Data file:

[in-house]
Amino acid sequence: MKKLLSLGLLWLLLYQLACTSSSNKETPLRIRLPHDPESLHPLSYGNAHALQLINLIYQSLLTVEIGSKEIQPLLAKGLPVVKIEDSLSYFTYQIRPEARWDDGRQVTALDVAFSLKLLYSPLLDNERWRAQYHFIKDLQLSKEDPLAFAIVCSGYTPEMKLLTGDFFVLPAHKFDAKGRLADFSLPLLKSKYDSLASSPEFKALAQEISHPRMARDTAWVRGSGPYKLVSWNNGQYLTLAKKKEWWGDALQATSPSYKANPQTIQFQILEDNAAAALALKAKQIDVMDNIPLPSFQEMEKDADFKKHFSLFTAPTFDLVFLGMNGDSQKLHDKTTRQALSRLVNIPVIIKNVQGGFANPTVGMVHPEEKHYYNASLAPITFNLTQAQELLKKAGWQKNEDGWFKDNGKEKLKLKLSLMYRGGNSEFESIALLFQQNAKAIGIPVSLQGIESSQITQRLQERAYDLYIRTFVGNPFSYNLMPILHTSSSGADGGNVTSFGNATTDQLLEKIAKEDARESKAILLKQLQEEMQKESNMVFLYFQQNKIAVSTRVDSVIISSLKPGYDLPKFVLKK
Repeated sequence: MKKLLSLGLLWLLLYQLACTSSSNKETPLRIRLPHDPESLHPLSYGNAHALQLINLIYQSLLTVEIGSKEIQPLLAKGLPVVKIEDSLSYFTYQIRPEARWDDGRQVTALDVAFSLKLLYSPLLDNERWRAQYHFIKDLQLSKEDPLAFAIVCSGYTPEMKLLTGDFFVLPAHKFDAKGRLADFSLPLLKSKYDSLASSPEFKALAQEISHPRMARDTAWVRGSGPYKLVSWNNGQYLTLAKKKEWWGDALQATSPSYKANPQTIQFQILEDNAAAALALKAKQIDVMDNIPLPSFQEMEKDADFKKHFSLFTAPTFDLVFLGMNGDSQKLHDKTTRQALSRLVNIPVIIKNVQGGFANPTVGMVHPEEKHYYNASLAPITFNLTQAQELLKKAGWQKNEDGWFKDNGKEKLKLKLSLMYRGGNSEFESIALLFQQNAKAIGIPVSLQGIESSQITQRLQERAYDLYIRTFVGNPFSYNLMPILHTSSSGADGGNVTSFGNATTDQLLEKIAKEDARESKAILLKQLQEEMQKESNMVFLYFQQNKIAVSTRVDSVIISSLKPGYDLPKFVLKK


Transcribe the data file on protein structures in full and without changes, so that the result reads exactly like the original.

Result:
[in-house]
Amino acid sequence: MKKLLSLGLLWLLLYQLACTSSSNKETPLRIRLPHDPESLHPLSYGNAHALQLINLIYQSLLTVEIGSKEIQPLLAKGLPVVKIEDSLSYFTYQIRPEARWDDGRQVTALDVAFSLKLLYSPLLDNERWRAQYHFIKDLQLSKEDPLAFAIVCSGYTPEMKLLTGDFFVLPAHKFDAKGRLADFSLPLLKSKYDSLASSPEFKALAQEISHPRMARDTAWVRGSGPYKLVSWNNGQYLTLAKKKEWWGDALQATSPSYKANPQTIQFQILEDNAAAALALKAKQIDVMDNIPLPSFQEMEKDADFKKHFSLFTAPTFDLVFLGMNGDSQKLHDKTTRQALSRLVNIPVIIKNVQGGFANPTVGMVHPEEKHYYNASLAPITFNLTQAQELLKKAGWQKNEDGWFKDNGKEKLKLKLSLMYRGGNSEFESIALLFQQNAKAIGIPVSLQGIESSQITQRLQERAYDLYIRTFVGNPFSYNLMPILHTSSSGADGGNVTSFGNATTDQLLEKIAKEDARESKAILLKQLQEEMQKESNMVFLYFQQNKIAVSTRVDSVIISSLKPGYDLPKFVLKK
Repeated sequence: MKKLLSLGLLWLLLYQLACTSSSNKETPLRIRLPHDPESLHPLSYGNAHALQLINLIYQSLLTVEIGSKEIQPLLAKGLPVVKIEDSLSYFTYQIRPEARWDDGRQVTALDVAFSLKLLYSPLLDNERWRAQYHFIKDLQLSKEDPLAFAIVCSGYTPEMKLLTGDFFVLPAHKFDAKGRLADFSLPLLKSKYDSLASSPEFKALAQEISHPRMARDTAWVRGSGPYKLVSWNNGQYLTLAKKKEWWGDALQATSPSYKANPQTIQFQILEDNAAAALALKAKQIDVMDNIPLPSFQEMEKDADFKKHFSLFTAPTFDLVFLGMNGDSQKLHDKTTRQALSRLVNIPVIIKNVQGGFANPTVGMVHPEEKHYYNASLAPITFNLTQAQELLKKAGWQKNEDGWFKDNGKEKLKLKLSLMYRGGNSEFESIALLFQQNAKAIGIPVSLQGIESSQITQRLQERAYDLYIRTFVGNPFSYNLMPILHTSSSGADGGNVTSFGNATTDQLLEKIAKEDARESKAILLKQLQEEMQKESNMVFLYFQQNKIAVSTRVDSVIISSLKPGYDLPKFVLKK